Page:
Horror Movie Survival Randy Meeks style: Eli Roth’s Hostel


This week, let’s take Randy Meeks’ rules to successfully survive a horror movie for a visit to the realm of gore with Eli Roth’s Hostel.

So far on this column, we’ve visited some good ol’ metal vampires, a coming-of-age horror movie, a teenage horror story and a sci-fi horror movie about a viral outbreak. Feels appropriate to visit another sub-genre, one that tends to be heavily criticized for its brutal visuals: gore. And the chosen subject is Hostel.

With seven movies as director, and a bunch as producer and actor, Eli Roth has earned his place as one of the modern “masters of horror,” and his second movie, Hostel, was the one that sealed the deal. If you want a movie that will make you slightly paranoid about going backpacking to another country, will make you yell at the screen (that might be just me, though), and one with a generous amount of blood and gore and a hint of psychological horror: Hostel is the one for you.

Also, Randy would be proud of this one. Let’s get to it.

Hostel in a Nutshell

Paxton (Jay Hernández) and Josh (Derek Richardson), best friends, go on a backpacking trip across Europe where they meet Oli (Eythor Gudjonsson). The trio stops in Amsterdam where a local guy tells them about the pleasures and excesses they can get in Slovakia. And so they travel there, only to be met by some not pleasant at all surprises.

As always, here’s your reminder on Randy’s rules: you can never have sex, you can never drink or do drugs, and never (ever) under any circumstances say “I’ll be right back.” Let me tell you: Paxton, Josh, and Oli wished they had known about this.

Rule: You Can Never Drink or Do Drugs

This is the start of everything. Right from the beginning, there’s a reference to them being in Amsterdam just to smoke weed. That might have not been their number one purpose there but that’s what they did anyway.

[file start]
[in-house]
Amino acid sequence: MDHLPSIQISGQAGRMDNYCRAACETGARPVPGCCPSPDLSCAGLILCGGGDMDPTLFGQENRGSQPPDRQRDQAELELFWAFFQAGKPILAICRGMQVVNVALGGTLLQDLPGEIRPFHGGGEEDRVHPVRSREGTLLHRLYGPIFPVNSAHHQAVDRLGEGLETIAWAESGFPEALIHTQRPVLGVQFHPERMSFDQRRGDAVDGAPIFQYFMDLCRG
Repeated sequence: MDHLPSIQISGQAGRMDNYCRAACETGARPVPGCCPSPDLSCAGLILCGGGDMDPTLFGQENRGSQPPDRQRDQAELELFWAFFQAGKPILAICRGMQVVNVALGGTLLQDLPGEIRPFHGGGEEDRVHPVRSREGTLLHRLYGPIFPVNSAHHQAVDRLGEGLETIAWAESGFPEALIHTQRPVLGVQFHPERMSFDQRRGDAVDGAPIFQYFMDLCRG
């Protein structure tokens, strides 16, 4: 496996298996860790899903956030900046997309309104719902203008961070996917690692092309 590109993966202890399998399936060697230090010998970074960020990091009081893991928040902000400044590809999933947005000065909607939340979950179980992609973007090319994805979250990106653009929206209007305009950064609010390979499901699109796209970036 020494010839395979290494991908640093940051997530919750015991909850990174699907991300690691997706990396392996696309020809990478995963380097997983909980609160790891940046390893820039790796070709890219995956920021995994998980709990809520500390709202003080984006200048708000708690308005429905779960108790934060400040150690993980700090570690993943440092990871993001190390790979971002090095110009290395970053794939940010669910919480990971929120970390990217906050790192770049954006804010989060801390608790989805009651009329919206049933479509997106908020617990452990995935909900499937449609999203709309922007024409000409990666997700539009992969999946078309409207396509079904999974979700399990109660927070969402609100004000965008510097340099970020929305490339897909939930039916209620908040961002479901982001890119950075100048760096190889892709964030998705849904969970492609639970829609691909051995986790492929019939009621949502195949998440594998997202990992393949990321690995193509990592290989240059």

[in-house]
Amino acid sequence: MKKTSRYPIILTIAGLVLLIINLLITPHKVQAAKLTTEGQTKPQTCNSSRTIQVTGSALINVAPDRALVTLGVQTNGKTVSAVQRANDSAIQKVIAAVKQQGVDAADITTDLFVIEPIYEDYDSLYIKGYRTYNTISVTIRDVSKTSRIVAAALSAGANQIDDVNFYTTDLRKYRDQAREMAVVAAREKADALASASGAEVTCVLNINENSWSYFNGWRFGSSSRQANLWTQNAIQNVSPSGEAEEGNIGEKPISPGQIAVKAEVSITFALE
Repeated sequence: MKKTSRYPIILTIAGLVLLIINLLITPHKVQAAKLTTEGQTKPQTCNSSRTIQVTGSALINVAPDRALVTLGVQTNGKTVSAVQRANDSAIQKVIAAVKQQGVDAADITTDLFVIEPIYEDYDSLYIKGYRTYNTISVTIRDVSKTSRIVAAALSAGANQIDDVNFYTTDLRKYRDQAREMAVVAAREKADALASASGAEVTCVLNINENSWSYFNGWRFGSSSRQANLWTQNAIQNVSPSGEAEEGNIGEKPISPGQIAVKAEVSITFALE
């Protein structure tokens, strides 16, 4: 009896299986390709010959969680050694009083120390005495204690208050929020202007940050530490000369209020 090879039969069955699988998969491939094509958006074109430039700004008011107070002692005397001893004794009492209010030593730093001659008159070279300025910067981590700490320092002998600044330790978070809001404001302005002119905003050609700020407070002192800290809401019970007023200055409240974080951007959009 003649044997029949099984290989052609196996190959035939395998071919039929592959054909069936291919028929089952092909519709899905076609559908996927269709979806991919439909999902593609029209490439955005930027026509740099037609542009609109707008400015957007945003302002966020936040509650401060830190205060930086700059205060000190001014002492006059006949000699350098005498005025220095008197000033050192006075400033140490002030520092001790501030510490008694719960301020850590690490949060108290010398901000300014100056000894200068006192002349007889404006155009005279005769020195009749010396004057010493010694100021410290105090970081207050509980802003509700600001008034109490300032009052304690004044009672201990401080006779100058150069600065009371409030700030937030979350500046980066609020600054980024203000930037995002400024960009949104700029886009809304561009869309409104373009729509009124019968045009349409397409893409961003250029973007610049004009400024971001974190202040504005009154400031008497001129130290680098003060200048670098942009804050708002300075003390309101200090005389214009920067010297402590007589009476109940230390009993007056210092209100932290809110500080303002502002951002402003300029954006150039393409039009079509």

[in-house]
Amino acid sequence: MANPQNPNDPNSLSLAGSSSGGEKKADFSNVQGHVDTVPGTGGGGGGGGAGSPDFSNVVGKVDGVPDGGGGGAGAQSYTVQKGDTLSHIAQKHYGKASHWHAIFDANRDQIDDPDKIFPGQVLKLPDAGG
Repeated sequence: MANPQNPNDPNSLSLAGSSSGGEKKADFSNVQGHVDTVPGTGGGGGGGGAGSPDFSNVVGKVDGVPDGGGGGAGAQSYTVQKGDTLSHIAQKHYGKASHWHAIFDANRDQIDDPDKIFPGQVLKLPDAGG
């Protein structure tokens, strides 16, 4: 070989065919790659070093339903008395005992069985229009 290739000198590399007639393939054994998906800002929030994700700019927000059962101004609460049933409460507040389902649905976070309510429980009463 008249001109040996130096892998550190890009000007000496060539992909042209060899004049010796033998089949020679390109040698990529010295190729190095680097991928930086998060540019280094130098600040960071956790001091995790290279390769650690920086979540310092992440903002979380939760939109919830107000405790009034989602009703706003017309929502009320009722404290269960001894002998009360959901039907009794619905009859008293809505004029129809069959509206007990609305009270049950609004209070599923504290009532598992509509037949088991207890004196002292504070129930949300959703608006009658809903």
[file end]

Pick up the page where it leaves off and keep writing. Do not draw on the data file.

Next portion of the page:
After smoking some pot, the three friends, high as kites, go clubbing. This takes us to the next rule

— Courtesy of Lions Gate Films

Rule: You Can Never Have Sex

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Once in the club, Oli disappears and sends a selfie to Paxton and Josh to brag about him having sex in the bathroom. Bad move, Oli. After a couple of drinks and still as high as a backpacker in Amsterdam can be, they go to a brothel, with the main purpose of having Josh hook up with a European girl.

Josh backs out, while Paxton and Josh are in another room watching some random people going at it. Because of all this, they go back to the hostel they’re staying at a little too late. Yes: there was a curfew, and they completely forgot about it.

But what do you know: people in Amsterdam are so nice, this guy named Alexei lets them stay at his place. Once there, Alexei asks them if they are in Europe to get girls, to which they say “yes.” Alexei tells them about a hostel in Slovakia where they can get all the women they want. Of course they take a train to Slovakia the next day.

Now, once there, they share a room with two girls: Natalya and Svetlana. The boys and their roomies go out and they all take drugs (a small, tiny pill). Paxton ends up with Svetlana, Josh with Natalya, and Oli leaves with the hostel’s desk girl, Vala. The next morning, Oli is nowhere to be found. And so the madness begins.

That’s not the end of it, though. Paxton and Josh go out with the girls again, taking us back to the previous rule. A few drinks here and there and they are given tranquilizers; and the nightmare begins for the remaining friends.

You’ll see: if they hadn’t had a night of excess and a thirst for more excess, they wouldn’t have been involved in a “murder vacation” situation. Randy warned us about this, guys.


Basically, if they hadn’t had drugs, the rest of the movie wouldn’t have happened, and the three of them would have lived. But OK: anyone can miss a curfew, especially when on vacation. So let’s give them a pass on that one.

However, accepting drugs from a complete stranger, no matter how attractive they may be, is always a bad idea. Oli could have lived, but they made some bad decisions there. An even worse decision was staying one more night to go out with the same girls again, just because they wanted to sleep with them one last time. It was a recipe for disaster, but they didn’t see that.

And now, let’s say it together: Randy was right, and the rules would have heavily impacted the outcome of this movie.

Next. Eli Roth's History of Horror celebrates slashers. dark

Think Hostel fits Randy’s Rules?” Which movies should we apply the horror nut’s rules to next? Let us know!